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Pat Cipollone, who served as White House counsel during the last two years of the Trump presidency, has become a key witness to the House committee investigating the Jan. 6 attack on the Capitol and the Trump administration’s role on that day and in the weeks before it.
Cipollone was subpoenaed June 29 by the Jan. 6 Committee and testified on July 8 for a private on-camera interview, clips of which were shown during the committee’s seventh public hearing on July 12.
WATCH: Jan. 6 committee focuses on connections between the violent mob and Trump
As White House counsel, Cipollone was the Trump administration’s top lawyer and, according to his pre-recorded testimony, was part of the group of staff who told the former president there was no evidence of election fraud and refused to participate in efforts to overturn the outcome of the 2020 election.
At the Jan. 6 committee’s July 12 hearing, the committee showed clips of Cipollone’s recorded testimony in which he described internal disagreements over how to handle baseless claims of voter fraud being made by Trump and his allies and the role of extremist groups in helping perpetuate those claims.
Cipollone condemned the actions of Trump’s former lawyers Sidney Powell and Rudy Giuliani, who both promoted claims of widespread election fraud. In particular, Cipollone said he fruitlessly asked Powell for evidence of her claims that voting machines had been hacked or votes had been changed.
“At some point, you have to put up or shut up,” Cipollone said during the July 12 hearing.
Powell and Giuliani also pushed for the federal government to seize voting machines, which Cipollone said was a “terrible idea” without basis in law.
“That’s not how we do things in the United States. There’s no legal authority to do that and there is a way to contest elections, that happens all the time, but the idea that the federal government could come in and seize election machines?” Cipollone said.
“It’s a terrible idea.”
Cipollone said he also opposed a plan to appoint Powell as a special counsel to investigate the false voting machine claims and was present during a heated December 2020 meeting that lasted several hours in the White House with Trump involving Powell, former National Security Advisor Michael Flynn and others.
After the meeting, the committee said, Trump tweeted “Big protest in D.C. on January 6th. Be there, will be wild!”
Between that December meeting and Jan. 6, Cipollone continued to dispute the voter fraud narrative, and supported the fact that Vice President Mike Pence had no legal authority to stop the count of electoral votes on Jan. 6, he said.
Witnesses the committee has called have also testified that Cipollone was present for key meetings in which Trump and some of his allies discussed strategies to overturn the outcome of the 2020 election. As rioters broke into the Capitol and disrupted the counting of electoral votes, senior White House aide Cassidy Hutchinson testified last month that she witnessed an exchange between Cipollone and her immediate supervisor, Trump Chief of Staff Mark Meadows, in which Cipollone pushed Meadows to get Trump to do something to stop the violence.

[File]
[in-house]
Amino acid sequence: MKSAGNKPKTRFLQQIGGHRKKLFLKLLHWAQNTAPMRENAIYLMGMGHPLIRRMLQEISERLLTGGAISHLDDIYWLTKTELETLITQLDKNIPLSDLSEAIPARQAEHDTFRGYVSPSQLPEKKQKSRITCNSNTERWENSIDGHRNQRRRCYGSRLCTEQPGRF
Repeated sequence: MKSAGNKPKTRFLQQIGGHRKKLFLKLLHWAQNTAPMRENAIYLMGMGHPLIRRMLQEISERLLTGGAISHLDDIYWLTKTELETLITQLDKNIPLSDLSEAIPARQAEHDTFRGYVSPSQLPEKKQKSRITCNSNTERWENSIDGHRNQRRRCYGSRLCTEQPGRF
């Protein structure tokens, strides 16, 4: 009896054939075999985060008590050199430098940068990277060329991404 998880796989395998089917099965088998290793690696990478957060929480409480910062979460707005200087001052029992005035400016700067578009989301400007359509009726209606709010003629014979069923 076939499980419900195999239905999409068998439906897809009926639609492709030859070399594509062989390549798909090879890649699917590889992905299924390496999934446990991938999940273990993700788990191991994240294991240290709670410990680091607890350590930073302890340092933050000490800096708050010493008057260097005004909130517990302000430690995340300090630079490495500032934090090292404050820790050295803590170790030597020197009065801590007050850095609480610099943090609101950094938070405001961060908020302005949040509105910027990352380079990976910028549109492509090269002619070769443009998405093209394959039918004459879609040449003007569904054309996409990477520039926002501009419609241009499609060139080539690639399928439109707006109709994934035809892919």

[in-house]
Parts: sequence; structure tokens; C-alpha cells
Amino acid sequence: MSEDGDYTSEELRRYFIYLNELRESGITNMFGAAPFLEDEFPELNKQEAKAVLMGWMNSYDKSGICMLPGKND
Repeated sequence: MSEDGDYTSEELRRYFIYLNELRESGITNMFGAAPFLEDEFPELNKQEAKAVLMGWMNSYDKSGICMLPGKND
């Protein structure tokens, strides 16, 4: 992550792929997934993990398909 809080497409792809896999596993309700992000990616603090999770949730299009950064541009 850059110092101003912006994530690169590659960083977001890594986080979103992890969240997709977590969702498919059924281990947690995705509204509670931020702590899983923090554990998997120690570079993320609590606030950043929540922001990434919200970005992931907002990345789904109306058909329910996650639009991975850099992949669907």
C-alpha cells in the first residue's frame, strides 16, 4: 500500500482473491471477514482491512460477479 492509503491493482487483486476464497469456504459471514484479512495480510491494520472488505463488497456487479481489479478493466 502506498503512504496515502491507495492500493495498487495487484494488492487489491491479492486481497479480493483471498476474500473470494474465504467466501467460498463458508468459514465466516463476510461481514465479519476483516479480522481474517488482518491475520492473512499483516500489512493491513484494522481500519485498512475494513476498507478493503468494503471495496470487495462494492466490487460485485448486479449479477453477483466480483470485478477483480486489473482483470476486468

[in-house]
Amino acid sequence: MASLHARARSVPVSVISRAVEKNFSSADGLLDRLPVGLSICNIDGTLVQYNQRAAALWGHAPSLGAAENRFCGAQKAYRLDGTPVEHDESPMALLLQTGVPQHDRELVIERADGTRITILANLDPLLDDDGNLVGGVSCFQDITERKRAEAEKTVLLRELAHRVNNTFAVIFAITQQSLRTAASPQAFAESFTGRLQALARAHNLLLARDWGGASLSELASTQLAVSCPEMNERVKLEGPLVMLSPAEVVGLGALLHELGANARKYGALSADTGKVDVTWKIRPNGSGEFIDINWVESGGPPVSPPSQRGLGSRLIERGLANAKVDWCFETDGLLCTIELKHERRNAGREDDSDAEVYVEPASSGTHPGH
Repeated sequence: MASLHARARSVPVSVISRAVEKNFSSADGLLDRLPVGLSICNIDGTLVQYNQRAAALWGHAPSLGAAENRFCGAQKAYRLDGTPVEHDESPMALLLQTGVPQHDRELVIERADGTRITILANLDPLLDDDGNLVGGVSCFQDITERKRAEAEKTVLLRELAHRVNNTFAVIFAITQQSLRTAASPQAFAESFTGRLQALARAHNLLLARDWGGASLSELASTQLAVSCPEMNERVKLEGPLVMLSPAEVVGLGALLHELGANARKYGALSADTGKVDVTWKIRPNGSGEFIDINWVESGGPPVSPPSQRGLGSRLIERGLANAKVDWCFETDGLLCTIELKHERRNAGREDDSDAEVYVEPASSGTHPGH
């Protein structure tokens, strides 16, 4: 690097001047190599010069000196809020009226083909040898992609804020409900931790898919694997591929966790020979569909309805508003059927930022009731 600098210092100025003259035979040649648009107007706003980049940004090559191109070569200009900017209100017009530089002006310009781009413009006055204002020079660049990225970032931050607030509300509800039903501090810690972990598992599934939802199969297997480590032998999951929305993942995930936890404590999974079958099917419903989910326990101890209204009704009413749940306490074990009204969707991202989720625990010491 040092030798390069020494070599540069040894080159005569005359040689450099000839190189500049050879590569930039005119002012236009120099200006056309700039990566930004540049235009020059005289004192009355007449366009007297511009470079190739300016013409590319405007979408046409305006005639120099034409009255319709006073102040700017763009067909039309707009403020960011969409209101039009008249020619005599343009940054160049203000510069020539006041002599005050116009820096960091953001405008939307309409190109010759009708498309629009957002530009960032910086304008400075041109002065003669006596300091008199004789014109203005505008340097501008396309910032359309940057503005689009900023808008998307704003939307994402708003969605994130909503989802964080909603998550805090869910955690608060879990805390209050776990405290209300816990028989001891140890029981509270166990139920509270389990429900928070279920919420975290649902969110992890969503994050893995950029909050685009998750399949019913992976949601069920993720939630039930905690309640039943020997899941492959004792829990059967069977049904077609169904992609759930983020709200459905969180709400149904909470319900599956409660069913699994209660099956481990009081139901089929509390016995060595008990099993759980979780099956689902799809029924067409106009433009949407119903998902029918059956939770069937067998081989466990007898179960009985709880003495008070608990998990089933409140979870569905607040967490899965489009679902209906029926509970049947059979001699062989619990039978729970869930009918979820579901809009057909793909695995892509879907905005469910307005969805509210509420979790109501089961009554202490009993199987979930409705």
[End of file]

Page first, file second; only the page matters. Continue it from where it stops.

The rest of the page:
She recalled Cipollone saying something to the effect of “Mark, something needs to be done, or people are going to die, and the blood’s going to be on your effing hands,” Hutchinson said in her testimony.
Cipollone has talked to the committee before. In an informal interview on April 13, Cipollone gave a statement indicating he had initially stopped Department of Justice lawyer Jeffrey Clark, who had been proposing ways to further Trump’s baseless claims of voter fraud, from meeting with the president.
Clark went on to communicate with the president about his ideas, and in one meeting, Trump discussed the possibility of Clark replacing acting Attorney General Jeffrey Rosen, who refused to be part of the effort to overturn the 2020 election results, according to testimony from the hearings.
Former Acting Deputy Attorney General Richard Donoghue and top Department of Justice official Steven Engel told the committee on June 23 that Cipollone also refused to acquiesce to Trump’s demands and shared the belief that Clark was not capable of leading the Department of Justice. He was supportive as top officials threatened to resign if Clark was named head of the department, they said.
For more on the key players in the Jan. 6 committee hearings, click here.
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